At the same time, you get the option to see your bombs dropping out, and leaving the bomb pod.
So here’s a base render of that. There’s your beds, other side is your three large torpedoes. Imagine sleeping in your room with three huge bombs next to you.
The last variant is the EWAR variant. It’s a little more meant for scrambling systems for other ships and shutting them down, board their ships, etc…
Lots of different server racks and workstations, and screens to send out codes and signals.
With the EWAR variant, and with the Herald coming up, the design team are taking steps towards figuring out how these EWAR ships are going to work within the whole universe. Putting in a lot of work for figuring out the systems figure out how players will take down other ships electronically, you’ll probably be seeing a bit of information how that all works in the coming weeks.
It’s going to be pretty fun.
– Ben thinks the variants are looking awesome, and we’ll find more about them tomorrow!
– This week talking about multi-crew ships and stations.
– Still a work in progress, right now there are nine distinct stations. They could change, might add and remove some, but these are the nine that they have right now.
– Goal in designing them, making sure each one has distinct functionality, but also be able to interact with each other.
– On the bigger ships, more likely to see all nine, or even more. On a smaller ship, a lot of the roles will be combined.
– Captain’s station – Usually the owner of the ship. Can see what everyone else is doing, can also override another station and take control of it. Can also set permissions, set security states, etc…
– Pilot flies the ship, helps with docking and boarding, etc…
– Engineering is responsible for power management. Resource allocation. Not all things on the ship can have max power all the time. Things like weaponry, shields, heating and cooling, etc…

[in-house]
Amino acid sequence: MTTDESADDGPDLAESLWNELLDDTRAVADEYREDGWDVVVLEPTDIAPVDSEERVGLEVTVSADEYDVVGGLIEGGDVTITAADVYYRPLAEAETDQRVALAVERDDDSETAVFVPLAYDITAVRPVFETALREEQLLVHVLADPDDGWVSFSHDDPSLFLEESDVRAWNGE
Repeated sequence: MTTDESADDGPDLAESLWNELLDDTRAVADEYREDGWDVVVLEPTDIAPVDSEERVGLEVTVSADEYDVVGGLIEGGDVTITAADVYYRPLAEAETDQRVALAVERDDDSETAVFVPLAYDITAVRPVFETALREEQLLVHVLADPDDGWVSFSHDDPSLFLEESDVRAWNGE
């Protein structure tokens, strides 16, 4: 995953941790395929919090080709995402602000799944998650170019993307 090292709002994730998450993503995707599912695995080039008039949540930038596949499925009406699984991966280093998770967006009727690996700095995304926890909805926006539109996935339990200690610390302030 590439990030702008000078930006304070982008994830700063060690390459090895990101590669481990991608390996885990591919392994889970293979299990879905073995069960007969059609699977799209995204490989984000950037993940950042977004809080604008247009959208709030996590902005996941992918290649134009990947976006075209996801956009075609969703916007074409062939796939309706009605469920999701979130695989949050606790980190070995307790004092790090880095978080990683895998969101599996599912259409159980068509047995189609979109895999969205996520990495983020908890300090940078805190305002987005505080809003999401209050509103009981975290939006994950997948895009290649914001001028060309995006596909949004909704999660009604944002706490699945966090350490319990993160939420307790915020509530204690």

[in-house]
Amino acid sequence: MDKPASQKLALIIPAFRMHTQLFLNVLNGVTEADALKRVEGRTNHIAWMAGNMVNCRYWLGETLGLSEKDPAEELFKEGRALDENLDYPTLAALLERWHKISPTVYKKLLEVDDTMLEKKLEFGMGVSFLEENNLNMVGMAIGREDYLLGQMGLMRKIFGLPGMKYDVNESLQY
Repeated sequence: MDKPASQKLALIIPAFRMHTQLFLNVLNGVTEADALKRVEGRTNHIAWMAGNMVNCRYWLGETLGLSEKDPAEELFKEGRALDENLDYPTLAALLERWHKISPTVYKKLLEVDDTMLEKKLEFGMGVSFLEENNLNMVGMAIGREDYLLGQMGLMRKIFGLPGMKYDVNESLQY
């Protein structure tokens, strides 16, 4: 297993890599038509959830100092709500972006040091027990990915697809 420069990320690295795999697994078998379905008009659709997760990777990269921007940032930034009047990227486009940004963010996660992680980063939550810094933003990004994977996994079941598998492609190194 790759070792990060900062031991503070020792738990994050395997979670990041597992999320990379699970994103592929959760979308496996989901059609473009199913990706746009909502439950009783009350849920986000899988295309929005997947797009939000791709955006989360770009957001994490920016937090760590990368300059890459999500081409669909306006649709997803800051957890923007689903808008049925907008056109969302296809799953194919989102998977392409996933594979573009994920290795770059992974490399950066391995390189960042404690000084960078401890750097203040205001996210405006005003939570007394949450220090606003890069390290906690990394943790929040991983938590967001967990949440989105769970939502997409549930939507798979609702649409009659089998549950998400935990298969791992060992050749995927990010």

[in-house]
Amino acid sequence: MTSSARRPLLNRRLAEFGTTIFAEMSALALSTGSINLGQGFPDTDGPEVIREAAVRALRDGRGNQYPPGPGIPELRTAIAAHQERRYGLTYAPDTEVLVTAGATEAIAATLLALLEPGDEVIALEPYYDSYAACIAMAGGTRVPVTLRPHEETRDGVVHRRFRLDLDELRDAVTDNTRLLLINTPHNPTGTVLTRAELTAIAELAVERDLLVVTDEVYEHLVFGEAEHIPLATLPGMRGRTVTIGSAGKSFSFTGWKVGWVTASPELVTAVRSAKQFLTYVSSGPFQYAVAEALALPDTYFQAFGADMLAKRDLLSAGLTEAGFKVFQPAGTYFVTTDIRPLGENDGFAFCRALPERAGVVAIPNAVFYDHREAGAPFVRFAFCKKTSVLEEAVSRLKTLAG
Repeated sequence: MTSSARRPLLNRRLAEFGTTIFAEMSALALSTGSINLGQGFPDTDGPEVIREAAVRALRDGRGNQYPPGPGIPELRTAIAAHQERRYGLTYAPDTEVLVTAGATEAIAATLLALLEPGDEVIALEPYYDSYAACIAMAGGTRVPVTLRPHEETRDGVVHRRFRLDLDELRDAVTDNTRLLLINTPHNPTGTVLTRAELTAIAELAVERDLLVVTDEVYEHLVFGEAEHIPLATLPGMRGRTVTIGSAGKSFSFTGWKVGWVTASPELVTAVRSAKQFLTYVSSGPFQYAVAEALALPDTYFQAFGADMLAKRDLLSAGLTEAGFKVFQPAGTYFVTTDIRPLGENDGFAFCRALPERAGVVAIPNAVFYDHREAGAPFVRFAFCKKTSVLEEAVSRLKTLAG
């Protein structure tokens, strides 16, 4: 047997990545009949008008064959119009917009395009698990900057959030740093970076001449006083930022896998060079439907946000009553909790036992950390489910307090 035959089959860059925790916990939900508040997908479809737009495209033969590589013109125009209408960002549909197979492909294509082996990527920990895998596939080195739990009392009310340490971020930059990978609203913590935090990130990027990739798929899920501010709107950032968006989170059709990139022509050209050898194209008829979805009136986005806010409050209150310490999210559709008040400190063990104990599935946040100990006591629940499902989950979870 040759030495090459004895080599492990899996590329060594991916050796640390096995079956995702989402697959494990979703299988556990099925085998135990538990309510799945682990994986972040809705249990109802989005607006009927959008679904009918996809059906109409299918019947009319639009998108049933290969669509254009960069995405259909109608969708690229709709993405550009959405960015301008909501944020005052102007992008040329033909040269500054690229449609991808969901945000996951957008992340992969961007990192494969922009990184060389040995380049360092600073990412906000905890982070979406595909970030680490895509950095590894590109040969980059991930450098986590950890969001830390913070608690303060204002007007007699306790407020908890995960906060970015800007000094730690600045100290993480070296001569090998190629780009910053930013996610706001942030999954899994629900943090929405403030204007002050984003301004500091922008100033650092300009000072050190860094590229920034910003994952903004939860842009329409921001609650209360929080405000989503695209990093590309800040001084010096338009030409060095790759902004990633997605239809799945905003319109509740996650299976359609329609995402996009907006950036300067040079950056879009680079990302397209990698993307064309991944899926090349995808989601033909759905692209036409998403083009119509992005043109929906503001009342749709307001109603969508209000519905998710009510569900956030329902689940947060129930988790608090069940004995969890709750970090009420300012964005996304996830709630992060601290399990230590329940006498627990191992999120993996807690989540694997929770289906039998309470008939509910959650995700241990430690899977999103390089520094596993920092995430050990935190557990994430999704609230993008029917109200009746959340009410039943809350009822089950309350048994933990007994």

– Tactics station is responsible for weapon strategy. Ammo consumption, targeting, countermeasure,s etc…
– Navigation station – Pilot flies the ship, navigator’s in charge of the star map, predicting the route, and fuel management.
– Turret station. In control of actually managing weapons being used.
– Science station – can be a variety of things. Could be EWAR, medicine, scanning, etc…
– Communications station – internal and external comms. Talking to other ships, intercom, etc… also market data for stores within the ship.
– *this gets repeated twice on the show*
– Security station. Station is in charge of crew NPC’s staffing the ship, can also perform functions across the ship – lock and unlock doors, set off alarms, etc…
– Smaller ships won’t have all 9 of those. Super Hornet, for example, Pilot can fly ship and have main weapon. Copilot can have all other weapons, as well as other things. A ship like that wouldn’t have a science station.
– Dragon Con
– Ben is headed to Dragon Con, with Dave Haddock and David Ladyman. Exact schedule coming this week. Star Citizen QA on Saturday.
– Plans are underway. It will be the whole UK team, as well as Sandi, Chris. More updates coming.
– Photos from Quake-Con got taken, here’s a video of SC stuff at Quake Con.
– Character Art competition
– Will launch when the Community Hub launches.
– Vanguard Harbinger and Sentinel are coming. They’ll be in the pledge store tomorrow.
– Designers are working on a post about EWAR. Hopefully will be up tomorrow or early next week.
– Glaives. Ships were set aside for backers that attended Gamescom. Now that they’ve had a chance to buy them, should the remainder be open to everyone to buy? There’s a forum thread about that, go vote.
– M3Nelos. Creator of the ‘Glass SC ships’ that have been popping up on ships.
– Dancing in Social Module.